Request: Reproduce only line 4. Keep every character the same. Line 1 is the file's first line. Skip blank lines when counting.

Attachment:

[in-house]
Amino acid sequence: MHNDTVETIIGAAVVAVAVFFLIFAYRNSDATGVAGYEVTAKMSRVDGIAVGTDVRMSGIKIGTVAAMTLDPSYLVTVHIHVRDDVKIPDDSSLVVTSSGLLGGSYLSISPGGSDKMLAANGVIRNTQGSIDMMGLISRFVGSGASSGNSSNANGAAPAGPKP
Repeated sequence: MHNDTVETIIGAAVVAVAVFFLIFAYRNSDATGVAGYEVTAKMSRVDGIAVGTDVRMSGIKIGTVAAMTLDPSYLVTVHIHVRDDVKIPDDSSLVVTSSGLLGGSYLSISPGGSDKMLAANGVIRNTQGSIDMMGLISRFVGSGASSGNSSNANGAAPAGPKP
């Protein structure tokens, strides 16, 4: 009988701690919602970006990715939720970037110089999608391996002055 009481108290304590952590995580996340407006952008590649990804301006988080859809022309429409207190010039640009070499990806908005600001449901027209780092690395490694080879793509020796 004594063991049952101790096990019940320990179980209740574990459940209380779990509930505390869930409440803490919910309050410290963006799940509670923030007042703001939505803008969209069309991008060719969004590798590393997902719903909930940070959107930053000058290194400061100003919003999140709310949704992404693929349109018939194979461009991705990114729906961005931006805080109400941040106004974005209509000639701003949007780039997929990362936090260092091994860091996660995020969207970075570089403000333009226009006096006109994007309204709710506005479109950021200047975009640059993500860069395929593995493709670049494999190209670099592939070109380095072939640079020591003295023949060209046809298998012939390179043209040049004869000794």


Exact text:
């Protein structure tokens, strides 16, 4: 009988701690919602970006990715939720970037110089999608391996002055 009481108290304590952590995580996340407006952008590649990804301006988080859809022309429409207190010039640009070499990806908005600001449901027209780092690395490694080879793509020796 004594063991049952101790096990019940320990179980209740574990459940209380779990509930505390869930409440803490919910309050410290963006799940509670923030007042703001939505803008969209069309991008060719969004590798590393997902719903909930940070959107930053000058290194400061100003919003999140709310949704992404693929349109018939194979461009991705990114729906961005931006805080109400941040106004974005209509000639701003949007780039997929990362936090260092091994860091996660995020969207970075570089403000333009226009006096006109994007309204709710506005479109950021200047975009640059993500860069395929593995493709670049494999190209670099592939070109380095072939640079020591003295023949060209046809298998012939390179043209040049004869000794």